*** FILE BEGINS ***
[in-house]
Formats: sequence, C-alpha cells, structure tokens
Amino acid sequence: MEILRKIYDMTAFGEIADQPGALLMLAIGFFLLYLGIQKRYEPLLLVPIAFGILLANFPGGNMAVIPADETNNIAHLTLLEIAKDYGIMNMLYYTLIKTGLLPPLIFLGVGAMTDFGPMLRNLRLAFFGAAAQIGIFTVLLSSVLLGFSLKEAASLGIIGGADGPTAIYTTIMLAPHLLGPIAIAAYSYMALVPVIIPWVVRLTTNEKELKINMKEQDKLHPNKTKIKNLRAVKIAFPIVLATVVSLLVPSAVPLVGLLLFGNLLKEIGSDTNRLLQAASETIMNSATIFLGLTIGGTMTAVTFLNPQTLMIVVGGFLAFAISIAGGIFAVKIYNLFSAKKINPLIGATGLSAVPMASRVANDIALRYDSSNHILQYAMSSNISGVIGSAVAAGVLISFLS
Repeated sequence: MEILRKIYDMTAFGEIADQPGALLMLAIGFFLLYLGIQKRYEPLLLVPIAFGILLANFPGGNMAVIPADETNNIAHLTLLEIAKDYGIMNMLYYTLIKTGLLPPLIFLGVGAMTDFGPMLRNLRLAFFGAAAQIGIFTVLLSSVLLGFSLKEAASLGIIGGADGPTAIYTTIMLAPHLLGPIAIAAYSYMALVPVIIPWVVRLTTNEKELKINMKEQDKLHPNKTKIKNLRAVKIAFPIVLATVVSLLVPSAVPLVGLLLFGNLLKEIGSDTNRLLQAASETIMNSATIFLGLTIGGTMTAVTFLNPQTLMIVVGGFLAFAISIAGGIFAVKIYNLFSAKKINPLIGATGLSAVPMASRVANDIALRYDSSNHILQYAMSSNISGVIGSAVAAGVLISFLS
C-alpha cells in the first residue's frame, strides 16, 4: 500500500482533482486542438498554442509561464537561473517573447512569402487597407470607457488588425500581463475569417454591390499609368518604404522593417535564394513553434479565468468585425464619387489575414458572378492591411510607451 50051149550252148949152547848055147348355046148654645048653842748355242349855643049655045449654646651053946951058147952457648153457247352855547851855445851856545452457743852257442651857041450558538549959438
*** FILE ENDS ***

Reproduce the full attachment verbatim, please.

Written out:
[in-house]
Formats: sequence, C-alpha cells, structure tokens
Amino acid sequence: MEILRKIYDMTAFGEIADQPGALLMLAIGFFLLYLGIQKRYEPLLLVPIAFGILLANFPGGNMAVIPADETNNIAHLTLLEIAKDYGIMNMLYYTLIKTGLLPPLIFLGVGAMTDFGPMLRNLRLAFFGAAAQIGIFTVLLSSVLLGFSLKEAASLGIIGGADGPTAIYTTIMLAPHLLGPIAIAAYSYMALVPVIIPWVVRLTTNEKELKINMKEQDKLHPNKTKIKNLRAVKIAFPIVLATVVSLLVPSAVPLVGLLLFGNLLKEIGSDTNRLLQAASETIMNSATIFLGLTIGGTMTAVTFLNPQTLMIVVGGFLAFAISIAGGIFAVKIYNLFSAKKINPLIGATGLSAVPMASRVANDIALRYDSSNHILQYAMSSNISGVIGSAVAAGVLISFLS
Repeated sequence: MEILRKIYDMTAFGEIADQPGALLMLAIGFFLLYLGIQKRYEPLLLVPIAFGILLANFPGGNMAVIPADETNNIAHLTLLEIAKDYGIMNMLYYTLIKTGLLPPLIFLGVGAMTDFGPMLRNLRLAFFGAAAQIGIFTVLLSSVLLGFSLKEAASLGIIGGADGPTAIYTTIMLAPHLLGPIAIAAYSYMALVPVIIPWVVRLTTNEKELKINMKEQDKLHPNKTKIKNLRAVKIAFPIVLATVVSLLVPSAVPLVGLLLFGNLLKEIGSDTNRLLQAASETIMNSATIFLGLTIGGTMTAVTFLNPQTLMIVVGGFLAFAISIAGGIFAVKIYNLFSAKKINPLIGATGLSAVPMASRVANDIALRYDSSNHILQYAMSSNISGVIGSAVAAGVLISFLS
C-alpha cells in the first residue's frame, strides 16, 4: 500500500482533482486542438498554442509561464537561473517573447512569402487597407470607457488588425500581463475569417454591390499609368518604404522593417535564394513553434479565468468585425464619387489575414458572378492591411510607451 50051149550252148949152547848055147348355046148654645048653842748355242349855643049655045449654646651053946951058147952457648153457247352855547851855445851856545452457743852257442651857041450558538549959438